‘Film Fest’ Is a Solid Satire of the Indie Movie Scene

Ulises Duenas

 

There’s been a good number of movies about making movies in the past, but this is the first time I’ve seen one about a film festival. Film Fest is an indie comedy about a small group of filmmakers going to a small film festival in the mountains in a last-ditch effort to sell their movie. The main cast of Logan (Matt Cook), Alex (Diona Reasonover), Tomas (Laird Macintosh) and Kyle (C.J. Vana) all work well together and form a solid foundation for the movie’s humor.

 

After failing to have his movie picked up by any studios, Logan gets an invitation to have his movie premiere at a small film festival out in the mountains. While Logan initially refuses because he thinks that his movie, Unknown Unknowns, is too good for such a small festival, his producer Alex tells him this is the last chance he has to sell his movie and generate some buzz.

 

The desperation of an indie filmmaker and the greed of Hollywood are an interesting combination and in Film Fest, there is also the added pretentiousness that a lot of indie directors have.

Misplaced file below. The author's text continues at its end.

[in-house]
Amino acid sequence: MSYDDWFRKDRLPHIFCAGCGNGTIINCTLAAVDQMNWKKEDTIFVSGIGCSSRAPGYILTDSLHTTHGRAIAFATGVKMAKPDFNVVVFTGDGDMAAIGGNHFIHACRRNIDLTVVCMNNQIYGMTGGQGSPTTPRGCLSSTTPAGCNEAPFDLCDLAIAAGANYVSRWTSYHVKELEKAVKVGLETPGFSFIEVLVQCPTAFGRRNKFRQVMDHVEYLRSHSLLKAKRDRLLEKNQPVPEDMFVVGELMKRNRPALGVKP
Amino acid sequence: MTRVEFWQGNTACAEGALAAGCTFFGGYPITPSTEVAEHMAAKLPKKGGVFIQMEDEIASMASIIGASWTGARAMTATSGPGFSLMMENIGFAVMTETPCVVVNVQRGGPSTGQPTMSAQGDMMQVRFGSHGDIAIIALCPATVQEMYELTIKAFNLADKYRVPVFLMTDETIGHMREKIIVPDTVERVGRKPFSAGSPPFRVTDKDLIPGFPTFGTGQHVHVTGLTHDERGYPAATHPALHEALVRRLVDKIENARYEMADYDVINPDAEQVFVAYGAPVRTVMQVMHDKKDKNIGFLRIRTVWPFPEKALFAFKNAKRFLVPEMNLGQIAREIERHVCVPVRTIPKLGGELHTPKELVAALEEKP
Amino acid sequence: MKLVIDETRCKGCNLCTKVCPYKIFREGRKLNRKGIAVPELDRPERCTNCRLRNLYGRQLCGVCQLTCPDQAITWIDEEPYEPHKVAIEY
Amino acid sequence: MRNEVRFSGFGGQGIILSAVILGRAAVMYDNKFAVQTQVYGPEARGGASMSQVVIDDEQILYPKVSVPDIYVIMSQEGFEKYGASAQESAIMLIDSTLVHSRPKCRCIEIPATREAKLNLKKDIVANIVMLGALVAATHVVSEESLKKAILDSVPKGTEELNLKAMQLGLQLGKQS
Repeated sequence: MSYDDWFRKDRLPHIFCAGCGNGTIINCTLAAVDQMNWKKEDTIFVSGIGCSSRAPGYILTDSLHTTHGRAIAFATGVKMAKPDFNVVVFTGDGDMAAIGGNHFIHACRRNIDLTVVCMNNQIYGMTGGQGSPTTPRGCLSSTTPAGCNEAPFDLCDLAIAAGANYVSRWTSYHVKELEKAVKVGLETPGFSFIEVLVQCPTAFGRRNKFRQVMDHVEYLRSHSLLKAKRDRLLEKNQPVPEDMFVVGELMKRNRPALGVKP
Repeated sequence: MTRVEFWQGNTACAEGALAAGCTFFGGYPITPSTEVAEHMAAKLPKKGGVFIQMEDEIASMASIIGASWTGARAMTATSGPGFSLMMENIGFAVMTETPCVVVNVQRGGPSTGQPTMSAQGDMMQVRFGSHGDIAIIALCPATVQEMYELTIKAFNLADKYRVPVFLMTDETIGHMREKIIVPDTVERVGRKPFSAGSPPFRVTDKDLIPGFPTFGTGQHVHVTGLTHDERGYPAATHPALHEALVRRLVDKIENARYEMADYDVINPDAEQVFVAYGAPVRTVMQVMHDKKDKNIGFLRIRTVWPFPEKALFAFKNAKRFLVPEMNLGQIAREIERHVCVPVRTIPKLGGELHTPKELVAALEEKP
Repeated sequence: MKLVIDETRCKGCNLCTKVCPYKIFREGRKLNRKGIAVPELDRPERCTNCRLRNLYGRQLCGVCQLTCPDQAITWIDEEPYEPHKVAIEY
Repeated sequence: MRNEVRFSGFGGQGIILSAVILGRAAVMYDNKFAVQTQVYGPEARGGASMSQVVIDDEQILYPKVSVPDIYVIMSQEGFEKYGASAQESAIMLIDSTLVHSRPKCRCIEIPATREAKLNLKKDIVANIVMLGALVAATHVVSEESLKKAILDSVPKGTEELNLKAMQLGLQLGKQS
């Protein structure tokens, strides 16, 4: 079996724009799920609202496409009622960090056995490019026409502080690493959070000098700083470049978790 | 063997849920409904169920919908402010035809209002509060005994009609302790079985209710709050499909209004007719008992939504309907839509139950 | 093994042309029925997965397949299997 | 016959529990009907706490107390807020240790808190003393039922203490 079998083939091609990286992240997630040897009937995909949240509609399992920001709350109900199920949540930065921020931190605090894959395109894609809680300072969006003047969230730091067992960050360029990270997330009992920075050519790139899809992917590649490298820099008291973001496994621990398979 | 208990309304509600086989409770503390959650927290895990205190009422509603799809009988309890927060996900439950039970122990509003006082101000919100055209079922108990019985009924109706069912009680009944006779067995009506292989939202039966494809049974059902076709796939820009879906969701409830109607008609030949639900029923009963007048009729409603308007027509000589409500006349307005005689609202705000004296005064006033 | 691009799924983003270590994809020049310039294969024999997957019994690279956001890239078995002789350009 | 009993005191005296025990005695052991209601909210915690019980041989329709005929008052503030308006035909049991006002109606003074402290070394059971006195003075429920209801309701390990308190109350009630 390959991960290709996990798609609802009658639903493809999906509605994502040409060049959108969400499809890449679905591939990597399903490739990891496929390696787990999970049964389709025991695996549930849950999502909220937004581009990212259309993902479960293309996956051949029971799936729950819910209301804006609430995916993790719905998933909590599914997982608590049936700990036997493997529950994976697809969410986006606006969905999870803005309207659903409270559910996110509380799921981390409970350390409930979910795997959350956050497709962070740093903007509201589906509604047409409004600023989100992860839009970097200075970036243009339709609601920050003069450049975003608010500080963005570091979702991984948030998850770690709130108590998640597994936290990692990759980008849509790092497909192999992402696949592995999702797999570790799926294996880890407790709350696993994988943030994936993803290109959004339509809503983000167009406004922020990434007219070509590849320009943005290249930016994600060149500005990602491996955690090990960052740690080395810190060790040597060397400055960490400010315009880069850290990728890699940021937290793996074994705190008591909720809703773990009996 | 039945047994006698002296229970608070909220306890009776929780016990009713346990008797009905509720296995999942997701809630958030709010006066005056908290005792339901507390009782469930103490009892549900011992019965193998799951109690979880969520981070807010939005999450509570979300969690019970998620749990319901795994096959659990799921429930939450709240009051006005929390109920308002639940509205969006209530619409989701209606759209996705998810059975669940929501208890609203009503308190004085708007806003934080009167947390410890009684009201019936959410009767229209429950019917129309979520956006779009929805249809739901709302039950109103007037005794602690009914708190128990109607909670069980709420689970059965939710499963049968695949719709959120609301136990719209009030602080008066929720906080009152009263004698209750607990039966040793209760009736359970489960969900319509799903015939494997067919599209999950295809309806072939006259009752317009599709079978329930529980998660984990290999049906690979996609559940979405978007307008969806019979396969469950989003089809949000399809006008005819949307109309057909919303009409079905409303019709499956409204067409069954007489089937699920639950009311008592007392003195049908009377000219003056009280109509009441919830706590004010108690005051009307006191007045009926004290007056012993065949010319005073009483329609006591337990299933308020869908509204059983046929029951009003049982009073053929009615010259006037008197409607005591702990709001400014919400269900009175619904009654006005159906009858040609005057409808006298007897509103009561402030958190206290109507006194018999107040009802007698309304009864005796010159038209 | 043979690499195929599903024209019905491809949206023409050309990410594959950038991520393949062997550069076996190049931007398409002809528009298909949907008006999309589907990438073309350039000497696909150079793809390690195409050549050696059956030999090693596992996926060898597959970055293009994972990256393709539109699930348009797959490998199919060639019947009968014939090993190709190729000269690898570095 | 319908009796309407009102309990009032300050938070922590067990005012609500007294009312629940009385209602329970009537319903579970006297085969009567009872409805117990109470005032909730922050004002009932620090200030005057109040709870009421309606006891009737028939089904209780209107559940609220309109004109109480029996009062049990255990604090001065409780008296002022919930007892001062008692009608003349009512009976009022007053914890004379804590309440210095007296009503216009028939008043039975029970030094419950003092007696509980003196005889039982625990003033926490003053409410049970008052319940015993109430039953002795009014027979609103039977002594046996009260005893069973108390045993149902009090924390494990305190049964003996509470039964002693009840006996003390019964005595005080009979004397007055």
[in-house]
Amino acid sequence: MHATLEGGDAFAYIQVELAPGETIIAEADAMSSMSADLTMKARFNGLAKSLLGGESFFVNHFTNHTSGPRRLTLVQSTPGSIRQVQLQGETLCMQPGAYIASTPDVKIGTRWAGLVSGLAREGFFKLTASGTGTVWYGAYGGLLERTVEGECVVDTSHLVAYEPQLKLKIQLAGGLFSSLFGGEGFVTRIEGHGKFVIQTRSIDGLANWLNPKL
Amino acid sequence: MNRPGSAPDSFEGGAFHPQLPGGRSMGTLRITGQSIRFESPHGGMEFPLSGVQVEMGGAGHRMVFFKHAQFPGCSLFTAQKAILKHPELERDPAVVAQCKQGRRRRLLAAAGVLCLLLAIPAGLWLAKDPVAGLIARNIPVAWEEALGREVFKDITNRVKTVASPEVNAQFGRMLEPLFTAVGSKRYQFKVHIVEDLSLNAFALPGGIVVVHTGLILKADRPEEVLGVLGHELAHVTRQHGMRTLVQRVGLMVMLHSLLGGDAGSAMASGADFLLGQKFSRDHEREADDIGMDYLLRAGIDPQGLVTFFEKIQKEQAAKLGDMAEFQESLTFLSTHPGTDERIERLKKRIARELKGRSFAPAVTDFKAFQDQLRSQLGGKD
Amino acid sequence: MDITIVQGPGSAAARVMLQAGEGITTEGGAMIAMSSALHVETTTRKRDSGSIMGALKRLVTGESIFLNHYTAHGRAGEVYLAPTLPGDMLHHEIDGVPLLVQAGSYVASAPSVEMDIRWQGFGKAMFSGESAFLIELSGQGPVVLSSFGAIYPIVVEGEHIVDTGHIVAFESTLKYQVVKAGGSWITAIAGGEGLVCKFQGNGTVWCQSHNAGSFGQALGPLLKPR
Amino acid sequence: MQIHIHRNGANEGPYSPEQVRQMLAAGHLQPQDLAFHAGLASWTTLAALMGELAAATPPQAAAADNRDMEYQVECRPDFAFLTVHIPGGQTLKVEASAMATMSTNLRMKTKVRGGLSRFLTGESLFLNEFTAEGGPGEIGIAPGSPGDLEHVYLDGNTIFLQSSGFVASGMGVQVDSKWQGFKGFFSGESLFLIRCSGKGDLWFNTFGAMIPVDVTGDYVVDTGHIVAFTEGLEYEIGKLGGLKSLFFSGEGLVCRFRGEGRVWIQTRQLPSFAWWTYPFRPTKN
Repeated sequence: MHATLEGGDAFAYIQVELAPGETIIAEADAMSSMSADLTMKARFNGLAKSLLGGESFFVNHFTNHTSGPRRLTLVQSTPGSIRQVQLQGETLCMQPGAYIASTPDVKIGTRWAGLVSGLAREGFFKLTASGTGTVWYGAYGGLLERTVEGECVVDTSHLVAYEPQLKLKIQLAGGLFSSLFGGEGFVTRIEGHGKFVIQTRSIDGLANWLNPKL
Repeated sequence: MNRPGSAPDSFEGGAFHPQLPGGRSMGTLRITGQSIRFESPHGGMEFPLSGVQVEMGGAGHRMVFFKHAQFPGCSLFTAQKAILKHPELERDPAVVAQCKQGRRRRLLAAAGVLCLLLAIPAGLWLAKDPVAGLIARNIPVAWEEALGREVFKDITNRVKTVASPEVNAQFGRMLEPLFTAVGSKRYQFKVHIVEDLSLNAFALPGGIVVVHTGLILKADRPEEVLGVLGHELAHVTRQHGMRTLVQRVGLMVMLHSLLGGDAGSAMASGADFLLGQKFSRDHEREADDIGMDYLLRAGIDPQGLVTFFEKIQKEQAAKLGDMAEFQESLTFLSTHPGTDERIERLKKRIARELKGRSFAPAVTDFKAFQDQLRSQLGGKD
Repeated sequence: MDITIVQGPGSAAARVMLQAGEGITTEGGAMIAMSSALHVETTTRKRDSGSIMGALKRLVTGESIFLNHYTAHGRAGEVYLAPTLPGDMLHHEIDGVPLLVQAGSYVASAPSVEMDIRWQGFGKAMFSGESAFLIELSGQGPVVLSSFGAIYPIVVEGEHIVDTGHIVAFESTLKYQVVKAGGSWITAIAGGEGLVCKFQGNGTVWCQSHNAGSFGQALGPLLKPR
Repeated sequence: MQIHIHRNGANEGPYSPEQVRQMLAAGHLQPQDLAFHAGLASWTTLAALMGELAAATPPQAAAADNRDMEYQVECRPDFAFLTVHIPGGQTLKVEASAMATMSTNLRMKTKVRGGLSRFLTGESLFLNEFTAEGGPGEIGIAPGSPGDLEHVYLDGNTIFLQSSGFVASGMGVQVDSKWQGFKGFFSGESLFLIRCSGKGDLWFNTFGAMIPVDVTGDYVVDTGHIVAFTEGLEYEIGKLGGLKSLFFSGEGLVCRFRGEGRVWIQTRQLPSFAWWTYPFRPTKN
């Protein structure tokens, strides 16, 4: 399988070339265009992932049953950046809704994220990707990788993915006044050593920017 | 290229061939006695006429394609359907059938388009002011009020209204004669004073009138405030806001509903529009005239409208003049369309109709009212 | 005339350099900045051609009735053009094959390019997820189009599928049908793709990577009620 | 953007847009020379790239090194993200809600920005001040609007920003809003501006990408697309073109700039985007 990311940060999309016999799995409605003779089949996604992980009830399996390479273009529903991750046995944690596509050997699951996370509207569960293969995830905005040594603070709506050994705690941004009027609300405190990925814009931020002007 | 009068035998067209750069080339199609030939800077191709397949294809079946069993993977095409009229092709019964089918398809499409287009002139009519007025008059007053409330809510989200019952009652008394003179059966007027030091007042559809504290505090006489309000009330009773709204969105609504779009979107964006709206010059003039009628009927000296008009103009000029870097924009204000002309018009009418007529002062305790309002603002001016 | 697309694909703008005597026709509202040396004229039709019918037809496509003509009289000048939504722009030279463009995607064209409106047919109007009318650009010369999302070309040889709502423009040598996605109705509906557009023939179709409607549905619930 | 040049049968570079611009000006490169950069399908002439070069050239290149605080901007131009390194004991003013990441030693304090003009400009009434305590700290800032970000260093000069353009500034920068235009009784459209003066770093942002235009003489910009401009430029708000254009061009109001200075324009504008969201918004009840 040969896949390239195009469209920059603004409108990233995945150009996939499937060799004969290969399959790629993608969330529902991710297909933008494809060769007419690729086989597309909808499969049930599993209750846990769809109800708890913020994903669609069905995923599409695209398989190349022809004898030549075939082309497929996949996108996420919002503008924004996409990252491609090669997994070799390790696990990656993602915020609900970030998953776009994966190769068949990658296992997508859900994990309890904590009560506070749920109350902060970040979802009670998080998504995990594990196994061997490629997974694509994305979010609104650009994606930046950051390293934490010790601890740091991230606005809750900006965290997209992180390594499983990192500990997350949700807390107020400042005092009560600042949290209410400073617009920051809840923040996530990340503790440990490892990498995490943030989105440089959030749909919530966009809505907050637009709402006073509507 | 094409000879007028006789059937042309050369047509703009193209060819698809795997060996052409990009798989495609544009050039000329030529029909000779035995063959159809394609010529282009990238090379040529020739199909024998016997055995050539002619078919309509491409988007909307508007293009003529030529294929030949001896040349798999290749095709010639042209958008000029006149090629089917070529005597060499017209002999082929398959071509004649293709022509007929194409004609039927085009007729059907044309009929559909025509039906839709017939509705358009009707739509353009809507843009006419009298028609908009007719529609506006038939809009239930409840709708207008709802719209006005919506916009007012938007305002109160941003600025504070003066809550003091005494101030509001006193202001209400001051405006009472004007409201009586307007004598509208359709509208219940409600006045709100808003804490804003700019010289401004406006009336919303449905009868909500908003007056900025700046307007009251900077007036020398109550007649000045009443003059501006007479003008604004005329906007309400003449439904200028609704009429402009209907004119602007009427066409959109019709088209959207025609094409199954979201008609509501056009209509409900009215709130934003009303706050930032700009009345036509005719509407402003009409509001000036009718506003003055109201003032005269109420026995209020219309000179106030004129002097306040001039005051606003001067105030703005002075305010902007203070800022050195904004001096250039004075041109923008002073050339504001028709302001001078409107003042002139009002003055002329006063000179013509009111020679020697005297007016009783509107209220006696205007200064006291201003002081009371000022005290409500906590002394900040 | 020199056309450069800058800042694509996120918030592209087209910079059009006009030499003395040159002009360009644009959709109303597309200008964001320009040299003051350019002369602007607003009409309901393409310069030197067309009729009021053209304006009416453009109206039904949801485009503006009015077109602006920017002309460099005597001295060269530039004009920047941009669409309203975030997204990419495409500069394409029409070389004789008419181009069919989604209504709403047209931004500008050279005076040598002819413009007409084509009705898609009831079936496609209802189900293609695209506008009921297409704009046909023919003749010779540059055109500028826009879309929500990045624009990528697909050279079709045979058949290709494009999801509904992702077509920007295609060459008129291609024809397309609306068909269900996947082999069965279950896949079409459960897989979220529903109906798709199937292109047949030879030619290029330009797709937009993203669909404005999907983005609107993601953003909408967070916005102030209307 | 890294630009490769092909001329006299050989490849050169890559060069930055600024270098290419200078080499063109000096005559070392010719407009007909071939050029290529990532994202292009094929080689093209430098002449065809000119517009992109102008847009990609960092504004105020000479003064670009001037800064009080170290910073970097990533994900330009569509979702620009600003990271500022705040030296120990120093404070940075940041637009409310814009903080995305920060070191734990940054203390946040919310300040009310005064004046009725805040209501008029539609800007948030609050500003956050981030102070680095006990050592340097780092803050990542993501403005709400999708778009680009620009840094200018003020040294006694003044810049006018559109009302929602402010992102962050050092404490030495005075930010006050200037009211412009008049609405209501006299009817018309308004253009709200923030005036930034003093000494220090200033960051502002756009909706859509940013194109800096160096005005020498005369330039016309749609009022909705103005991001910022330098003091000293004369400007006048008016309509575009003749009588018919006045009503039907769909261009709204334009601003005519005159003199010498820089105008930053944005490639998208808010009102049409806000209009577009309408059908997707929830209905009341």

This movie does a good job of satirizing the modern indie film landscape with scenes of studio reps saying that an indie movie needs Ryan Gosling or a woman trapped in a small-scale horror setting if it's going to be successful. Now that big Hollywood is muscling in on the indie scene more and more, it makes the jokes in the film feel very timely and relevant to the current state of the industry. Indie movies are becoming an extension of tired Hollywood cliches that are run into the ground and it all makes for some good laughs. 

 

The organizer of the film fest is Montgomery Nash played by Will Sasso and he’s the highlight of the entire movie. Sasso’s background in sketch comedy works well as the phoniness and neediness of the character are expressed in more ridiculous ways as the film goes on. What began as a slow burn comes to a head in the third act of the movie and things really pick up. The biggest laughs and most interesting moments come one after another towards the end of Film Fest. Each character goes through their own arc and while Logan’s character comes off as unlikeable for most of the movie, the climax and resolution redeem it and make it worthwhile.

 

Film Fest shows that making a movie is just the tip of the iceberg for filmmakers and how crazy and seedy the marketing side of the industry can be even at the lower levels of the industry. It also shows the heart of the indie movie scene and how filmmakers will struggle through all the nonsense to see their vision realized.

 

Author Bio:

Ulises Duenas is a contributing writer at Highbrow Magazine.

 

For Highbrow Magazine

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